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The Crown Hotel

A Grade II* Listed Building in Wells, Somerset

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Coordinates

Latitude: 51.2092 / 51°12'33"N

Longitude: -2.6454 / 2°38'43"W

OS Eastings: 355010

OS Northings: 145753

OS Grid: ST550457

Mapcode National: GBR MN.43L1

Mapcode Global: VH89S.3VBX

Entry Name: The Crown Hotel

Listing Date: 12 November 1953

Grade: II*

Source: Historic England

Source ID: 1383007

English Heritage Legacy ID: 483425

Location: Wells, Mendip, Somerset, BA5

County: Somerset

District: Mendip

Civil Parish: Wells

Built-Up Area: Wells

Traditional County: Somerset

Lieutenancy Area (Ceremonial County): Somerset

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Wells

Listing Text


WELLS

ST5445 MARKET PLACE
662-1/7/144 (South side)
12/11/53 Nos.4 AND 6
The Crown Hotel

GV II*

Nos 8 and 10 Market Place (qv) are also incorporated in the
this property. Hotel. Late C16, but incorporating earlier
fabric in rear wing. Rendered, probably over timber-frame,
clay pantiled triple-gabled roof, the ridges at right angles
to the street.
PLAN: wide frontage with central carriageway, and with long
rear wing to right; plan modified, but double depth each side
of throughway, main staircase originally at junction of main
range and wing.
EXTERIOR: 3 storeys, 3 bays. C20 timber canted bays to ground
floor, with throughway under centre bay, flanked by carved
timber posts, and a 16-pane light to its right; above this
floor a slate pentice roof over a shallow fascia. First and
second floors have shallow canted bay windows, of 1+4+1
transomd lights, ovolo mould, with continuous pentice roofs to
each level, all windows rectangular leaded. Between both bays
at second floor level and bays 2 and 3 first floor are
star-leaded upright oval windows in rectangular panels,
between bays 1 and 2 first floor a projecting hanging sign on
wrought-iron brackets. Throughway enclosed at mid-point,
before this traces of moulded jambs in side walls, and on
right a chamfered 4-centre archway.
Rear elevation has several gables at varying levels, with one
wider weatherboarded gable having an early C18 composite sash
window of 12+8+12 panes, with very thick glazing bars.
Extending southwards a 3-bay wing, 2 storeys with attics, also
late C16. Ground floor has a 2-light casement and a
part-glazed door, void bay 2, 2-light casement to bay 3. The
outer bays at first floor level have square oriel windows of
1+5+1 transomd lights, ovolo-moulded, with hipped slate
pentice roofs, set on deep ornamental wood brackets on a
carved wall plate, with carved stone panels between the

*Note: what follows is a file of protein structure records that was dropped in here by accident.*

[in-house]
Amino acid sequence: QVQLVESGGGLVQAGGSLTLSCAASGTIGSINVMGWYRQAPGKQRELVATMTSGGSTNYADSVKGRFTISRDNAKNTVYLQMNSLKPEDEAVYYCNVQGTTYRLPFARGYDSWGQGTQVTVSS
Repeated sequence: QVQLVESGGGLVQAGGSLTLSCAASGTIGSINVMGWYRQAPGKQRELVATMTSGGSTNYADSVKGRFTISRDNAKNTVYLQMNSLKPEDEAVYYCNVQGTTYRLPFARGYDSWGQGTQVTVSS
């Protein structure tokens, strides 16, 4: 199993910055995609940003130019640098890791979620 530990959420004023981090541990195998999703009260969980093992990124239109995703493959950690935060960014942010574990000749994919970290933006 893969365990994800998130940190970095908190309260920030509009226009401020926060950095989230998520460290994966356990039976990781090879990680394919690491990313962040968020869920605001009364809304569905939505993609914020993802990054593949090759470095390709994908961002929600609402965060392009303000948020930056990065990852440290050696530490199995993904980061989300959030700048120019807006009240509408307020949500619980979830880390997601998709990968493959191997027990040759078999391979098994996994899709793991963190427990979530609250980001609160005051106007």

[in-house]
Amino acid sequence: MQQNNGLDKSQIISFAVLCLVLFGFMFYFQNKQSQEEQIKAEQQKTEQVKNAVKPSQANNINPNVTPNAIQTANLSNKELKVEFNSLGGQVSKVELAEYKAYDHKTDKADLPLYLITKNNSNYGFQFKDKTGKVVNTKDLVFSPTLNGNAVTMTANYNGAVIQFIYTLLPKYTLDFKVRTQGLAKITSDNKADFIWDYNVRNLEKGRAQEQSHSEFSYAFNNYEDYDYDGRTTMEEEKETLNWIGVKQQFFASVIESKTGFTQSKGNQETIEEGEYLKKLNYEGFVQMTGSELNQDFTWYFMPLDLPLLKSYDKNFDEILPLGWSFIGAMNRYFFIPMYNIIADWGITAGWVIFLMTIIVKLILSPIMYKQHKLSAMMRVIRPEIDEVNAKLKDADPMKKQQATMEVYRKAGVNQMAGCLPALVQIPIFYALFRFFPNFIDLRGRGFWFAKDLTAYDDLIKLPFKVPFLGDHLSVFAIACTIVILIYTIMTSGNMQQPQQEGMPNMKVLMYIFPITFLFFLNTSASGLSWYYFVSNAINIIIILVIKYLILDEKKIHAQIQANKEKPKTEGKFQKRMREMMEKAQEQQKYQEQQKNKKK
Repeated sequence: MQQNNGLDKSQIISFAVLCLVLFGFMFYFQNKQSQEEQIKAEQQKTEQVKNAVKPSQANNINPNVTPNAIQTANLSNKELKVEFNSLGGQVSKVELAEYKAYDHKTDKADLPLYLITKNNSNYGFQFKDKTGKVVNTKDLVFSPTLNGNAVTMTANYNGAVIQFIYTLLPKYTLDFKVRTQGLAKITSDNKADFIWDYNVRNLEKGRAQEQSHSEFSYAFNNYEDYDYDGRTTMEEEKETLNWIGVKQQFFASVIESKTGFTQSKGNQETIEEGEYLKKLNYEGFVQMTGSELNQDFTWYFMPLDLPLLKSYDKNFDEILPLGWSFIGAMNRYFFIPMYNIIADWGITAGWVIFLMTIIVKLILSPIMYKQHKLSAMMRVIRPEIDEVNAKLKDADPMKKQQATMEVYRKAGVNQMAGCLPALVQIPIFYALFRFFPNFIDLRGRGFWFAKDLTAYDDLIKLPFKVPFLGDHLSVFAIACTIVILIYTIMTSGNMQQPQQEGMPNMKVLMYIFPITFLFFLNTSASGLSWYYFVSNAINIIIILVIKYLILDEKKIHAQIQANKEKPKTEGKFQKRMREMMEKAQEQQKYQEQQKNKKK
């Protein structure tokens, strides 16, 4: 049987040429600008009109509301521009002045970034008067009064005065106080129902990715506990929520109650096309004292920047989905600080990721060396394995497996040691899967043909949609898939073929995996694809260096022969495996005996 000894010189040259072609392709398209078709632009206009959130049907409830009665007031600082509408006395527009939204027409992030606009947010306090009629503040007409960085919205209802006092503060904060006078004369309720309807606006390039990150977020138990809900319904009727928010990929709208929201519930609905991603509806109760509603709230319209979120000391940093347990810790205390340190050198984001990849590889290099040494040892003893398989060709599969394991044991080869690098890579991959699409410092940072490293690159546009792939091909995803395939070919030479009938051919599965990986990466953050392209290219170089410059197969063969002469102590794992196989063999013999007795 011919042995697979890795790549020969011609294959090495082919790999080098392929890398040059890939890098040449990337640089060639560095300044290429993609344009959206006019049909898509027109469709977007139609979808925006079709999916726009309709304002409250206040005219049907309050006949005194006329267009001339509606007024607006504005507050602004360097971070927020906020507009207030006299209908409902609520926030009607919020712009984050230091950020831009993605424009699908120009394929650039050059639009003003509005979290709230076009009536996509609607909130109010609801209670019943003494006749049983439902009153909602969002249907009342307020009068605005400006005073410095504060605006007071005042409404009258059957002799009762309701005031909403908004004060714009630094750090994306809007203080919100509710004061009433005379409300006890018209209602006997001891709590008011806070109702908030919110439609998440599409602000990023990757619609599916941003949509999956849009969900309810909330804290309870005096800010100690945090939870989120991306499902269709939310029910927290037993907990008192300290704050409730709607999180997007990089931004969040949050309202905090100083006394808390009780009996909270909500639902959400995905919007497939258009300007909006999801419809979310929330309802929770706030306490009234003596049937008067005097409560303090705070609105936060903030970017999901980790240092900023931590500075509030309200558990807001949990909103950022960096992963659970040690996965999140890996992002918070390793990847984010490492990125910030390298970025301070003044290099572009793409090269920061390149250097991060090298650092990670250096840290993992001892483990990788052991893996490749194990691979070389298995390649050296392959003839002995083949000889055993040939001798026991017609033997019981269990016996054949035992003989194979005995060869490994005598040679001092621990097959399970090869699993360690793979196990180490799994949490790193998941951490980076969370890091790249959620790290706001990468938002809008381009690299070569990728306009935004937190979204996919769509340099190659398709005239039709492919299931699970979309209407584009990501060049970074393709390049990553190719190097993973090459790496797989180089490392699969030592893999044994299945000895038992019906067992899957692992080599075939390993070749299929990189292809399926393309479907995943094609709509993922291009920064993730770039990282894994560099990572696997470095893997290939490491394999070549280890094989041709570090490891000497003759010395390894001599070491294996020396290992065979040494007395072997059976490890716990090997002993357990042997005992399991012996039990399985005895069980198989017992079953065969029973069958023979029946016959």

brackets, between these a 5-light mullioned window. Attic
windows are 1+3+1 light oriel ovolo-mould mullioned casements,
mostly diamond-leaded, the shallow hipped roofs of the first
floor oriels reaching the sills of these upper windows, the
central oriel on 3 tall carved brackets. Further later
extensions southwards.
INTERIOR: the ground floor has been considerably modified in
detail, but many items of original detail remain scattered
through the building. The large room to the right has 2 rough
chamfered transverse beams and a C20 fireplace, and is entered
through the 4-centred doorway from the throughway. In the rear
half is a late C16 chamfered and stopped beam. One room in the
wing has one very large rough chamfered beam and a C19
fireplace. The staircase from ground to first floor is of the
C20. Within the former throughway is a late staircase, and to
the left is a smaller room.
At first floor bedroom 2 includes 2 full-width moulded C16
beams. At the junction between the front range and the wing
the upper stair is a dog-leg with splat balustrade, square
newels and solid string. The main front rooms have plaster
frieze and cornice; bedroom 9 has an exposed wind-braced roof,
with very steep chamfered braces and heavy purlin to run-out
stops, and room 11 a C16 stone fireplace with 4-centred arch.
The wing has a corridor to the W (right) side, crossed by
beams running through from the bedrooms.
HISTORICAL NOTE: these premises, with Nos 8 and 10 (qv) were
rebuilt in the late C16 by a canon resident in the Canonical
House (The Exchequer) on the site of the Town Hall (qv), in
what was then his garden. A small plaque on the front
elevation states that William Penn preached here.
(Town and Country Planning Working Papers: Scrase AJ: Wells: A
Study of Town Origins: Bristol: 1982-).


Listing NGR: ST5501445736

This text is from the original listing, and may not necessarily reflect the current setting of the building.

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